Reality shows can humiliate B-list celebrities on national television, force people to live for weeks in confined spaces with psychotic strangers, and even flirt with child abuse (as some have accused CBS's upcoming Kid Nation of doing). But tamper with the sanctity of Broadway? Now you're asking for trouble. At least, that seemed to be the reaction in some quarters to Grease: You're the One That I Want, the NBC reality show last winter in which home viewers got to select which two of a dozen young acting hopefuls would get to star in a new Broadway revival of the musical Grease.
Now the winners Max Crumm and Laura Osnes and their show are on Broadway, and the critics have dutifully taken up their assigned role, heaping scorn on this populist invasion of the Great White Way. The New York Post called the new Grease "sad"; the Daily News found it "lackluster." Sniffed Ben Brantley in the Times, the show "feels like a musical put on by a high school and I don't mean a high school of performing arts." Ouch.
Well, a couple of days after seeing Grease, I happened to be sitting around a breakfast-room table with a half-dozen 13-year-old girls. They had just finished watching the sequel to High School Musical on the Disney Channel, and they weren't very thrilled with it. But they were eager to hear about Grease. All of them had watched the reality show, and though a few thought that Derek should have beaten out Max for the role of Danny Zuko, they were dying to see the Broadway revival. Which is sort of what we're going for here, isn't it? I mean, getting a new generation excited about theater again?
But you don't have to be an impressionable 13-year-old, or a program executive at NBC, to get a kick out of Kathleen Marshall's exuberant and winning new revival. It may not be a Grease for the time capsule, but it's the one that I want.
How do Crumm and Osnes do in their Broadway debuts? Not bad at all. As Danny and Sandy, the teen summer-lovebirds each vying for acceptance by the cool crowd at Rydell High, they lack a certain amount of big-stage charisma. Crumm has the winsome, quizzical look of a class clown who gets the girl only by accident, not the heartthrob played by John Travolta in the 1978 film. And Osnes's lovely, sculptured singing voice does struggle at times to get heard over the small but well-miked house band. But they perform all the dance moves required, don't have any trouble with the lines, and (unlike some others in the cast) actually are convincing as high school students. You could do a lot worse.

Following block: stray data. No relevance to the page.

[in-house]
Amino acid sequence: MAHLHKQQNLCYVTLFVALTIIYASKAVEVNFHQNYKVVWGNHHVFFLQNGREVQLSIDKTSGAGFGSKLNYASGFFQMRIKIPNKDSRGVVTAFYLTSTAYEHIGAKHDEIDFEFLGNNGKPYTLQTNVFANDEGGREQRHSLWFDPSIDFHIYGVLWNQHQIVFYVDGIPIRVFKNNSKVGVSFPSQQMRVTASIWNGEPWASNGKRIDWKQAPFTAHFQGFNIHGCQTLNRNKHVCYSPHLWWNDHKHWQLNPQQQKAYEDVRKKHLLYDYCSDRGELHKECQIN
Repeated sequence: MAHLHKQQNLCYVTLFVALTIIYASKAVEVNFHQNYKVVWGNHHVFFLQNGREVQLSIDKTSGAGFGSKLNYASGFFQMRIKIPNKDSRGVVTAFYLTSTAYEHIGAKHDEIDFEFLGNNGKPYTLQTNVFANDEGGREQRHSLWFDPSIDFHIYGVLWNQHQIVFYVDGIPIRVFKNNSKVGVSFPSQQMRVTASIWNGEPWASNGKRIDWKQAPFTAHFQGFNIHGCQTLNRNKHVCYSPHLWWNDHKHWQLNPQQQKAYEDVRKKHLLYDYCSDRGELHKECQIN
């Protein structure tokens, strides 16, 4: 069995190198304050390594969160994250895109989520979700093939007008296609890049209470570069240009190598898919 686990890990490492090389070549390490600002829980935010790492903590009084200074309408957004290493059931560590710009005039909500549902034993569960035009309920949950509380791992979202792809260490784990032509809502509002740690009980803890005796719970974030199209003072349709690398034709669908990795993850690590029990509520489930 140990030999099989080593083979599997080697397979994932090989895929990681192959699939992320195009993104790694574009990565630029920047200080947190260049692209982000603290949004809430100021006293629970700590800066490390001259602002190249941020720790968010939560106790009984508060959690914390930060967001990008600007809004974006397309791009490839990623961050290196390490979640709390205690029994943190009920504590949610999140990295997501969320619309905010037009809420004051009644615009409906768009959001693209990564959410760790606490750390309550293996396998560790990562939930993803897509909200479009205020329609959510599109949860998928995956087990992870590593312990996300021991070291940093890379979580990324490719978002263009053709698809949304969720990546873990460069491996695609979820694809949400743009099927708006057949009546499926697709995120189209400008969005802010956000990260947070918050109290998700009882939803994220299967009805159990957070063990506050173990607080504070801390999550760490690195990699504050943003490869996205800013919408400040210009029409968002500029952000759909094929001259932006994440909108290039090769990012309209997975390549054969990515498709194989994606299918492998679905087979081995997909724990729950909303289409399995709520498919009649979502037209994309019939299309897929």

And you can't do much better than Kathleen Marshall, the choreographer and director who has proved to be without peer in taking faded old musicals (Wonderful Town, Pajama Game) and giving them a fresh modern shine. Here she keeps everything sprightly and speedy without overwhelming her young stars. The dance numbers go for group precision over virtuoso acrobatics. Derek McLane's sets are bright and witty, from the stacks of school lockers or cars at a drive-in movie, to the neon ice cream cone that opens to reveal the hunky Teen Angel in the terrific "Beauty School Dropout" number. Marshall has beefed up the original score with the excellent songs written for the 1978 film (including "Hopelessly Devoted to You" and "You're the One That I Want"). Best of all, she doesn't poke us in the ribs to make sure we're getting the parody of '50s clothes, styles and attitudes, or push for more social significance than the fragile little spoof can bear the way, for instance, Hairspray and Legally Blonde do just down the street.
Indeed, this Grease holds up a lot better than I would have imagined. I saw the original production in the '70s, and back then it seemed a pretty lame attempt to cash in on the still relatively new vogue for '50s nostalgia. Today, after a hundred clunkier send-ups of the period (we're twice as many years removed from Grease, which opened on Broadway in 1972, as the original show was from the doo-wop era it poked fun at), the show has the purity of an archetype, and even a few serious points to make about the adolescent pressure to conform, the glamour of the outcast, and the conflict between authenticity and "cool." Even the old Jim Jacobs-Warren Casey songs have more wit and resonance than I recall like the simple girl-boy counterpoint in "Summer Love":
Tell me more, tell me more,
Was it love at first sight?
Tell me more, tell me more,
Did she put up a fight?
You try coming up with a neater distillation of how girls and guys at a certain age view the opposite sex, all in words of one syllable. You try building a Broadway show around two amateur stars and coming up with something as effortlessly enjoyable as this.